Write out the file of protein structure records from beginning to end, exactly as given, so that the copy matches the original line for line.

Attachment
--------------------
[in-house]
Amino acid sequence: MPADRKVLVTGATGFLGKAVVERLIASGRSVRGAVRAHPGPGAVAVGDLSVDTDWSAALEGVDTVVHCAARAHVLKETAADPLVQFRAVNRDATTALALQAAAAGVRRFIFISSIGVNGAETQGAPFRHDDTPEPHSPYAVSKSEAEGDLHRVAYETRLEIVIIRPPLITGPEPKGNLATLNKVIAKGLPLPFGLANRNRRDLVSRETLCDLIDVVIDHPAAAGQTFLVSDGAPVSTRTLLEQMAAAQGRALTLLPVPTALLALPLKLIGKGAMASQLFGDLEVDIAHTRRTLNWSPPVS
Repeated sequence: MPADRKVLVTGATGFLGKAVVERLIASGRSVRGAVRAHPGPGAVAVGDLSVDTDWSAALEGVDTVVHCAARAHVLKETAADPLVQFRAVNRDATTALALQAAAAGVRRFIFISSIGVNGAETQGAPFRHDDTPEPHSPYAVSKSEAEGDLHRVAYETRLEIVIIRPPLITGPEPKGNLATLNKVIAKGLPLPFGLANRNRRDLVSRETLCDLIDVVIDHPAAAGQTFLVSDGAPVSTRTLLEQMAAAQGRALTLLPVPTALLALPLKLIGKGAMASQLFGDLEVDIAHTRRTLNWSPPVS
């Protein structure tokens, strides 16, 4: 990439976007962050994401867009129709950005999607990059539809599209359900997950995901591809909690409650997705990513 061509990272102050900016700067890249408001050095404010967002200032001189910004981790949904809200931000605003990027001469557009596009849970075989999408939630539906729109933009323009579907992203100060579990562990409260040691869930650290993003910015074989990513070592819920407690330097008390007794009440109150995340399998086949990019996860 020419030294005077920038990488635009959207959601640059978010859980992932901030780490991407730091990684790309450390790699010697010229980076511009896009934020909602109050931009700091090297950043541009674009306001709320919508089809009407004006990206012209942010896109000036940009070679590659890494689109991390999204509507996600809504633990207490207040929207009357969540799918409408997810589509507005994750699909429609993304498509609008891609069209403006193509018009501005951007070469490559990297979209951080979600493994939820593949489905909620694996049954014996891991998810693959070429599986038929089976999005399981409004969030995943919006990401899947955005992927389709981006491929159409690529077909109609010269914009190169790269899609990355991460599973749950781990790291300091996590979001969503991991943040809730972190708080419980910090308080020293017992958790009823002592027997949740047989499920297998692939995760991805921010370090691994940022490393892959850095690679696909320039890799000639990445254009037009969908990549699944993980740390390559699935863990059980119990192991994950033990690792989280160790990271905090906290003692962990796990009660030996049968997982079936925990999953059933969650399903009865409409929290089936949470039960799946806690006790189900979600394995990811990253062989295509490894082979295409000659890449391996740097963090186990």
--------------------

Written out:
[in-house]
Amino acid sequence: MPADRKVLVTGATGFLGKAVVERLIASGRSVRGAVRAHPGPGAVAVGDLSVDTDWSAALEGVDTVVHCAARAHVLKETAADPLVQFRAVNRDATTALALQAAAAGVRRFIFISSIGVNGAETQGAPFRHDDTPEPHSPYAVSKSEAEGDLHRVAYETRLEIVIIRPPLITGPEPKGNLATLNKVIAKGLPLPFGLANRNRRDLVSRETLCDLIDVVIDHPAAAGQTFLVSDGAPVSTRTLLEQMAAAQGRALTLLPVPTALLALPLKLIGKGAMASQLFGDLEVDIAHTRRTLNWSPPVS
Repeated sequence: MPADRKVLVTGATGFLGKAVVERLIASGRSVRGAVRAHPGPGAVAVGDLSVDTDWSAALEGVDTVVHCAARAHVLKETAADPLVQFRAVNRDATTALALQAAAAGVRRFIFISSIGVNGAETQGAPFRHDDTPEPHSPYAVSKSEAEGDLHRVAYETRLEIVIIRPPLITGPEPKGNLATLNKVIAKGLPLPFGLANRNRRDLVSRETLCDLIDVVIDHPAAAGQTFLVSDGAPVSTRTLLEQMAAAQGRALTLLPVPTALLALPLKLIGKGAMASQLFGDLEVDIAHTRRTLNWSPPVS
């Protein structure tokens, strides 16, 4: 990439976007962050994401867009129709950005999607990059539809599209359900997950995901591809909690409650997705990513 061509990272102050900016700067890249408001050095404010967002200032001189910004981790949904809200931000605003990027001469557009596009849970075989999408939630539906729109933009323009579907992203100060579990562990409260040691869930650290993003910015074989990513070592819920407690330097008390007794009440109150995340399998086949990019996860 020419030294005077920038990488635009959207959601640059978010859980992932901030780490991407730091990684790309450390790699010697010229980076511009896009934020909602109050931009700091090297950043541009674009306001709320919508089809009407004006990206012209942010896109000036940009070679590659890494689109991390999204509507996600809504633990207490207040929207009357969540799918409408997810589509507005994750699909429609993304498509609008891609069209403006193509018009501005951007070469490559990297979209951080979600493994939820593949489905909620694996049954014996891991998810693959070429599986038929089976999005399981409004969030995943919006990401899947955005992927389709981006491929159409690529077909109609010269914009190169790269899609990355991460599973749950781990790291300091996590979001969503991991943040809730972190708080419980910090308080020293017992958790009823002592027997949740047989499920297998692939995760991805921010370090691994940022490393892959850095690679696909320039890799000639990445254009037009969908990549699944993980740390390559699935863990059980119990192991994950033990690792989280160790990271905090906290003692962990796990009660030996049968997982079936925990999953059933969650399903009865409409929290089936949470039960799946806690006790189900979600394995990811990253062989295509490894082979295409000659890449391996740097963090186990």